Thompson Rivers University
Thompson Rivers University

Safety Tips for Summer Dining

  Posted on: June 28, 2011

Submitted by Gordon Maurits, TRU Occupational Health and Safety

The risk of food-borne illness increases during the summer when temperatures are warmer and people are more likely to be cooking outdoors. Harmful bacteria spread quickly in warm, moist conditions, so certain food safety measures should be taken. Here are some food safety tips that can help keep you and your family safe from food poisoning.

Back to School BBQ

Practice food safety and savour your BBQ this summer.

FOOD SAFETY TIPS

Chill
Keep raw foods cold. This can be a challenge when you are outdoors, especially with raw meat, poultry, and seafood. Use a cooler to store your food, with plenty of ice packs to make sure it is kept out of the temperature danger zone of 4°C to 60°C (40°F to 140°F). Keep the cooler out of direct sunlight. Avoid opening it too often because that lets cold air out and warm air in. If you use two separate coolers for food and drinks, the one with the food will not be opened as often, so it will stay cold longer.

“When in doubt, throw it out!”

On hot summer days, don’t keep food at room temperature for more than one hour.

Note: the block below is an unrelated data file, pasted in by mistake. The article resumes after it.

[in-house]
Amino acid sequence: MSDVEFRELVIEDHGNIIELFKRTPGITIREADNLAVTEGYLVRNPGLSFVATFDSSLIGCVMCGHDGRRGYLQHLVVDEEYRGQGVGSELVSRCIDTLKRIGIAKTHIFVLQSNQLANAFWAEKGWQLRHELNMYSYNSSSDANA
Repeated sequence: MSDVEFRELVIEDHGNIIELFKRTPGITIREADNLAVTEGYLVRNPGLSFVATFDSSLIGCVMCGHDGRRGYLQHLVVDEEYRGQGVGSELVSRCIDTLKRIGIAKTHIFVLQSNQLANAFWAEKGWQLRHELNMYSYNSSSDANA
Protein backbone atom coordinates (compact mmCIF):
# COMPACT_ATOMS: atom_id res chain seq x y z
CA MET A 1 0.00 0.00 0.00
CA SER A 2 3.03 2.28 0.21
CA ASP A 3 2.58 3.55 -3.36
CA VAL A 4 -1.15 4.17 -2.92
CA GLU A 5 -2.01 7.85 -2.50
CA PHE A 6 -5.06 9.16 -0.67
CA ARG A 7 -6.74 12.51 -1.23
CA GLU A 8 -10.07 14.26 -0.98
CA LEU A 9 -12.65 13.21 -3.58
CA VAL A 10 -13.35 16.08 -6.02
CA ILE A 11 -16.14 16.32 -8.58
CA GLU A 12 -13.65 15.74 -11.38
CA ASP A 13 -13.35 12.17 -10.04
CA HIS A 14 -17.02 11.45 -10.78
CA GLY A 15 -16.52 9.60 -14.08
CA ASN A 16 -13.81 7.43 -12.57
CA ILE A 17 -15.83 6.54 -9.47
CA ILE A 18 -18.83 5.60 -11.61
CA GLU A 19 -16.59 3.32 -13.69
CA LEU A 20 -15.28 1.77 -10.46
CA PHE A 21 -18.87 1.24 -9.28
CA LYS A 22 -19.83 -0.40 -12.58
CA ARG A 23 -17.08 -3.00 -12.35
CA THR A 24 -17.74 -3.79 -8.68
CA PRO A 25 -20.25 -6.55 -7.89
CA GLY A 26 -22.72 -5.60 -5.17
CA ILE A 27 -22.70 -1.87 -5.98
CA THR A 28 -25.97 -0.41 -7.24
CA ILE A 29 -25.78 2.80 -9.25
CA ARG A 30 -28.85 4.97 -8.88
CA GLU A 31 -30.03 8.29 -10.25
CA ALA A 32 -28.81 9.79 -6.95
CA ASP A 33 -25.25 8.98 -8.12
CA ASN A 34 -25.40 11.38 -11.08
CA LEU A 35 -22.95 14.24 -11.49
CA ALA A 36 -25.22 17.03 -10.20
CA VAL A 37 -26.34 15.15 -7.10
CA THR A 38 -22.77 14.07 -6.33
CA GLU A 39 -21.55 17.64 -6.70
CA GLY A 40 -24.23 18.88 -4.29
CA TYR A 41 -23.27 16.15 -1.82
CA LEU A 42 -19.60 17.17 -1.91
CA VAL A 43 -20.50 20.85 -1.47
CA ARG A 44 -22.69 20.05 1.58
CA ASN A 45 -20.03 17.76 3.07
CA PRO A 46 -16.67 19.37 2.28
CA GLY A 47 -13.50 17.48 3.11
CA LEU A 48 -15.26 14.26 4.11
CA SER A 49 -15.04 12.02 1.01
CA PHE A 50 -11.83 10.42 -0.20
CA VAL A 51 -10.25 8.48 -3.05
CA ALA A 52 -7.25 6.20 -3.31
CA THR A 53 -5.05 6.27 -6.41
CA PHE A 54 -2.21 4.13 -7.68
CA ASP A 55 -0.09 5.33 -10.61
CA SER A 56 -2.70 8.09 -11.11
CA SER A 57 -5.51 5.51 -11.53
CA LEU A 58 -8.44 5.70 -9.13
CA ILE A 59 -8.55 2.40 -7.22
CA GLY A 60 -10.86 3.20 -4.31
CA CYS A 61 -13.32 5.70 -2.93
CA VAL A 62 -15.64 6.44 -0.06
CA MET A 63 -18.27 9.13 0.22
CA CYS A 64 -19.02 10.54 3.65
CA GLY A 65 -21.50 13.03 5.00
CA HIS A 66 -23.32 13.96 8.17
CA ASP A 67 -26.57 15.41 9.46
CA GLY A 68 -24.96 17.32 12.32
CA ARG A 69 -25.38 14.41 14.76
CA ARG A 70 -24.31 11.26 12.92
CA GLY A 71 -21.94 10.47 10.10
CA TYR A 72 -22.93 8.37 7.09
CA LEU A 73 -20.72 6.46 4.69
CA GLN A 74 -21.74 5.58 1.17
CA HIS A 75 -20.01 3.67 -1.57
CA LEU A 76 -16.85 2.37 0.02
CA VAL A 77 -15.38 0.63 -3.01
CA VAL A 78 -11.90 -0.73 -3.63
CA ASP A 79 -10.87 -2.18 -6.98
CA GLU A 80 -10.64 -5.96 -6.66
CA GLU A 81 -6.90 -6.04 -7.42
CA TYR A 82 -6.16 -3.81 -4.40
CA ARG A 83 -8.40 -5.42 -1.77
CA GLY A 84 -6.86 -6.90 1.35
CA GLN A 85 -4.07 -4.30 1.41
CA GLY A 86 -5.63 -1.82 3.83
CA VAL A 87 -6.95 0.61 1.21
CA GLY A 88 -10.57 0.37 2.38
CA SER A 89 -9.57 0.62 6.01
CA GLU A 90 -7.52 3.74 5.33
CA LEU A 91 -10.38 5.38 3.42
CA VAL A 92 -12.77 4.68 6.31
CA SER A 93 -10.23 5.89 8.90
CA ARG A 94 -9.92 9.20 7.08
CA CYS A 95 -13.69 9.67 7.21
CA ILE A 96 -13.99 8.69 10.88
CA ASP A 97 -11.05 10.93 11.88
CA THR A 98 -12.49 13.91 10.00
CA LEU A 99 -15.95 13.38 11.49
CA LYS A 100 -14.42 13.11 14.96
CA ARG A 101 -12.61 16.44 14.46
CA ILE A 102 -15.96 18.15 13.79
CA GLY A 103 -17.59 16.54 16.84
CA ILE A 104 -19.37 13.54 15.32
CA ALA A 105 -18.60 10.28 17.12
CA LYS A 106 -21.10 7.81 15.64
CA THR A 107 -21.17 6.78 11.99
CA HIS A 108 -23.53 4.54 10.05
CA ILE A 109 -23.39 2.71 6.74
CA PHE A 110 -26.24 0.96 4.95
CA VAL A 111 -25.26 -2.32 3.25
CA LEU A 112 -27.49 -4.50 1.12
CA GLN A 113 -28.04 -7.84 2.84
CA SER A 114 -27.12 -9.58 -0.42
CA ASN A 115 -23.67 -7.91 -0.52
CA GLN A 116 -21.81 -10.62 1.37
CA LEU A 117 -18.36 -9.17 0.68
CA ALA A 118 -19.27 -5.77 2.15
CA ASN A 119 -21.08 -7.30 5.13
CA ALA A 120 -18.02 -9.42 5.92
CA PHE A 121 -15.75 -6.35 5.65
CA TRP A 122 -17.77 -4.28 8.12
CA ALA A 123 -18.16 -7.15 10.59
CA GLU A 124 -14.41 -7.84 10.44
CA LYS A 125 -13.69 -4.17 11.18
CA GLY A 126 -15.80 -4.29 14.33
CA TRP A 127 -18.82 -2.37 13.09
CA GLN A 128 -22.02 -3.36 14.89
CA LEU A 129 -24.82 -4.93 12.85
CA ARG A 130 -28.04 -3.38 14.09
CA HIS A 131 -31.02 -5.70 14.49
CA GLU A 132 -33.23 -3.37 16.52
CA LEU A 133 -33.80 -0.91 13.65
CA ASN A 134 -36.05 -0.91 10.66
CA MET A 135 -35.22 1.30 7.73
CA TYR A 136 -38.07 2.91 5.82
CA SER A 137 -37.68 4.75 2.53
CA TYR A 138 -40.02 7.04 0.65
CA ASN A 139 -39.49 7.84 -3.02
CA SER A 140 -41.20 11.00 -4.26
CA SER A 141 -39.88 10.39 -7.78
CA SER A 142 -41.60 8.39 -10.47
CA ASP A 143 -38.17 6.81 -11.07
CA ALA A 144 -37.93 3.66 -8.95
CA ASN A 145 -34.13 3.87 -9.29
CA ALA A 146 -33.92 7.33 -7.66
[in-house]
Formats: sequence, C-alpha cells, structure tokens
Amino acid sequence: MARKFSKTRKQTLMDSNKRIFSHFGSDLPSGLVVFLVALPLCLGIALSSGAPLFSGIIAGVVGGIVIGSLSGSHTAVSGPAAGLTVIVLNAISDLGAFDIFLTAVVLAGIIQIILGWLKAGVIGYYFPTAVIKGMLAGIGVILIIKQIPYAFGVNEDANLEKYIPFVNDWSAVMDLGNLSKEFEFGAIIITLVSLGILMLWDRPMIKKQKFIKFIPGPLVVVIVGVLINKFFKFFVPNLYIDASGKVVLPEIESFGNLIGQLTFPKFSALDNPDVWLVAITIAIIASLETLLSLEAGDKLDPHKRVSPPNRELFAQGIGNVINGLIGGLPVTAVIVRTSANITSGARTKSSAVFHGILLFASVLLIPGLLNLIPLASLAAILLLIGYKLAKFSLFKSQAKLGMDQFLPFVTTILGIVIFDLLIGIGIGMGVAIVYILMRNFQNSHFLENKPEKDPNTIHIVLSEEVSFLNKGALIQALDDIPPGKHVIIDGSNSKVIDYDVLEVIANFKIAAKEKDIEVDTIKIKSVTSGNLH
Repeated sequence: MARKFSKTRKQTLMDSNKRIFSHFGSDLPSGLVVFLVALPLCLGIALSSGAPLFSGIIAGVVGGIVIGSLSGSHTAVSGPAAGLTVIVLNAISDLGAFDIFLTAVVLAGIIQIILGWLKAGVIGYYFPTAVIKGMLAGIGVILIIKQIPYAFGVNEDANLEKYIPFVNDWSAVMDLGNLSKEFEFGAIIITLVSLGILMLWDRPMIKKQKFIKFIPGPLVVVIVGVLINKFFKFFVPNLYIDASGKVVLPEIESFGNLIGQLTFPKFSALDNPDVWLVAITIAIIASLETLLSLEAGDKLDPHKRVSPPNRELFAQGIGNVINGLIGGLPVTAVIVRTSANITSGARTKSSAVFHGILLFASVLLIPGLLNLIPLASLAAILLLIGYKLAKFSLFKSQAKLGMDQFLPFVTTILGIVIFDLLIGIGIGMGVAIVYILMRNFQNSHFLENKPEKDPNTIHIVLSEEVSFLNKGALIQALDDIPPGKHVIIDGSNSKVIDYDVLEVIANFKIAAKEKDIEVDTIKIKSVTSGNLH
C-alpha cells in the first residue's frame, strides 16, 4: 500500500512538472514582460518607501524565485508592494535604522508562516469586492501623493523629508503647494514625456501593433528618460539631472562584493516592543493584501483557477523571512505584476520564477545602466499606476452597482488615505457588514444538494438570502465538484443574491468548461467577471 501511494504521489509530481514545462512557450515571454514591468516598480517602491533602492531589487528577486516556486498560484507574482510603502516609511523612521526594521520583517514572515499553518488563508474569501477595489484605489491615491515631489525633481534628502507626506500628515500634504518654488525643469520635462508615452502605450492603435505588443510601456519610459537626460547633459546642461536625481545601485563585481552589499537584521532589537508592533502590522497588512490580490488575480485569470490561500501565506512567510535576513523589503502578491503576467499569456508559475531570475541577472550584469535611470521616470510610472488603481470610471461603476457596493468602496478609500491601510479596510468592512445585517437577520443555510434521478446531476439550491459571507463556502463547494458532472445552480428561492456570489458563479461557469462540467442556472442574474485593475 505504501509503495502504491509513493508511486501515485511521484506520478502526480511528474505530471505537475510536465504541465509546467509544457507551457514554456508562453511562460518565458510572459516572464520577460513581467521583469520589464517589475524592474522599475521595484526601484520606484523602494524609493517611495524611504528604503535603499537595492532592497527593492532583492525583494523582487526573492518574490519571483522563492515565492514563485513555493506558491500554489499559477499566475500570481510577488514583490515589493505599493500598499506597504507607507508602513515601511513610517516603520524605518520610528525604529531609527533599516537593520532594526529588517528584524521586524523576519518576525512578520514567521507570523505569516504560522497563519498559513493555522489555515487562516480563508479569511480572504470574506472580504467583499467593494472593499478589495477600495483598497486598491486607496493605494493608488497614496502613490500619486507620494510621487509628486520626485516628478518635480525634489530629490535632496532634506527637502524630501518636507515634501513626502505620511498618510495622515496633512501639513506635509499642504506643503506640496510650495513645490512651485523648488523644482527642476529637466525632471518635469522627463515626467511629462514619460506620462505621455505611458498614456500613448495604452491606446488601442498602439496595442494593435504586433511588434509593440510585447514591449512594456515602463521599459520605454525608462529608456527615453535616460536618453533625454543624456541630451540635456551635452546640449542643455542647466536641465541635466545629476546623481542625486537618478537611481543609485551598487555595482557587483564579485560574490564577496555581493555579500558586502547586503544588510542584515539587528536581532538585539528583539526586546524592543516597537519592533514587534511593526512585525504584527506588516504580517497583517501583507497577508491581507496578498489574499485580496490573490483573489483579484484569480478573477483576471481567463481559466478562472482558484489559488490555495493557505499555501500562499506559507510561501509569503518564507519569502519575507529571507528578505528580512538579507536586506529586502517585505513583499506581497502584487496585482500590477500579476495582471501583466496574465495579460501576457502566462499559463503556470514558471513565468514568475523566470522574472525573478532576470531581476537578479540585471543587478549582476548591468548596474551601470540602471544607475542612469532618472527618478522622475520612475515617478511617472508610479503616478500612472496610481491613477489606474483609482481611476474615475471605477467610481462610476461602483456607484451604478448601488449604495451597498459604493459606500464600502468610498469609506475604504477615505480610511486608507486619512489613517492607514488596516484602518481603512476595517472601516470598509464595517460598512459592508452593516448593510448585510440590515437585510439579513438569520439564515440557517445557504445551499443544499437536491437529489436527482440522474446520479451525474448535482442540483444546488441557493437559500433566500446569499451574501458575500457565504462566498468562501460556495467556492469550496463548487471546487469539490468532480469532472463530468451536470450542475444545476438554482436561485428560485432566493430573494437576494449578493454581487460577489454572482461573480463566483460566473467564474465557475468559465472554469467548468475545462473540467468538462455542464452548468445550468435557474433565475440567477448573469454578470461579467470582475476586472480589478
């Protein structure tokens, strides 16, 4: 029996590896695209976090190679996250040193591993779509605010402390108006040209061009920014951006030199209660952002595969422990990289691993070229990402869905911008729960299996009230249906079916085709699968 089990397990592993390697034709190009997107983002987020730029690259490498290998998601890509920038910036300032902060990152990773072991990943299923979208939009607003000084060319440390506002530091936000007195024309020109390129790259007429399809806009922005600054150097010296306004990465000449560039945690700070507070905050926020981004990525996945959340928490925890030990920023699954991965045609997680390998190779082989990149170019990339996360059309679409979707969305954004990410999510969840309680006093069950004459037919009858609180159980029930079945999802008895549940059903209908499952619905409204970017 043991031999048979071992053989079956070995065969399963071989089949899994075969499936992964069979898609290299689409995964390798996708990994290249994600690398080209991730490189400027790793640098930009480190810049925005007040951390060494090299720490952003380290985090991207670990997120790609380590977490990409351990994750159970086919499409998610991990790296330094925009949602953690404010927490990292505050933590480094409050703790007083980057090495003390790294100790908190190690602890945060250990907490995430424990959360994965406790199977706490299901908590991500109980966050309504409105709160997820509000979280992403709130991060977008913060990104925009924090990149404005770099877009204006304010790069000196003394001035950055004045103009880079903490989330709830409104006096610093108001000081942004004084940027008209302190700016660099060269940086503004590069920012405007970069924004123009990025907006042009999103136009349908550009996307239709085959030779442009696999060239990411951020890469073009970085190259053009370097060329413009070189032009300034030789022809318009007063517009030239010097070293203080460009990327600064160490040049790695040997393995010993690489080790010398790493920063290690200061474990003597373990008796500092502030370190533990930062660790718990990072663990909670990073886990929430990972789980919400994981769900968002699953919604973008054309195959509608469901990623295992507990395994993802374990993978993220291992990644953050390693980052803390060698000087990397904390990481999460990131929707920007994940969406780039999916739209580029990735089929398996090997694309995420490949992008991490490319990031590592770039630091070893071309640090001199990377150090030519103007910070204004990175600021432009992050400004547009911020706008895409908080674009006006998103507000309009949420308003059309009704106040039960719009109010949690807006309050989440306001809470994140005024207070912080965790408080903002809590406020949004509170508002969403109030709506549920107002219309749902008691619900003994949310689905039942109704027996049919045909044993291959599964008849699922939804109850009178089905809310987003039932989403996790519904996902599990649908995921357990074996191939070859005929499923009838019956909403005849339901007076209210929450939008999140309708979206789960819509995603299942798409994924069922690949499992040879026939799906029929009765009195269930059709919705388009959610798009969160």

Separate
Make sure to keep your raw meat, poultry and seafood away from other foods so that you don’t spread food-borne bacteria between foods. You can avoid cross-contamination by packing or wrapping meat, poultry and seafood separately or by using separate containers which will prevent leaks. If you are packing vegetables in the same cooler, always put meat, poultry and seafood at the bottom of the cooler to keep juices from dripping onto other foods. Never put ready-to-eat or cooked food on the same plate that held raw meat, poultry or seafood. Consider taking along several sets of utensils, cutting boards, or plates. This can help prevent cross-contamination.

Clean
Make sure that your hands, plates and utensils are clean. This will help reduce the risk of food-borne illness. Follow the same washing instructions outdoors as you do at home. Bring soap and wash your hands with clean, safe water for at least 20 seconds.

Cook
Bacteria such as E. coli, Salmonella and Listeria can be killed by heat. Raw meat, poultry and seafood must be cooked properly to a safe internal temperature (see chart below). You can’t tell by looking. Use a food thermometer to be sure!

Internal Cooking Temperatures

Beef, veal and lamb (pieces and whole cuts)
Medium-rare 63°C (145°F)
Medium 71°C (160°F)
Well done 77°C (170°F)

Pork (pieces and whole cuts)
71°C (160°F)

Poultry (for example, chicken, turkey, duck)
Pieces 74°C (165°F)
Whole 85°C (185°F)

Ground meat and meat mixtures (for example, burgers, sausages, meatballs, meatloaf, casseroles)
Beef, veal, lamb and pork 71°C (160°F)
Poultry 74°C (165°F)

Egg dishes 74°C (165°F)
Other (for example, hot dogs, stuffing, leftovers, seafood) 74°C (165°F)

Be very careful with your food handling and have a great summer.

Contact

Gordon Maurits, Safety Officer
TRU Occupational Health and Safety
phone
 (250) 828-5139
email gmaurits@tru.ca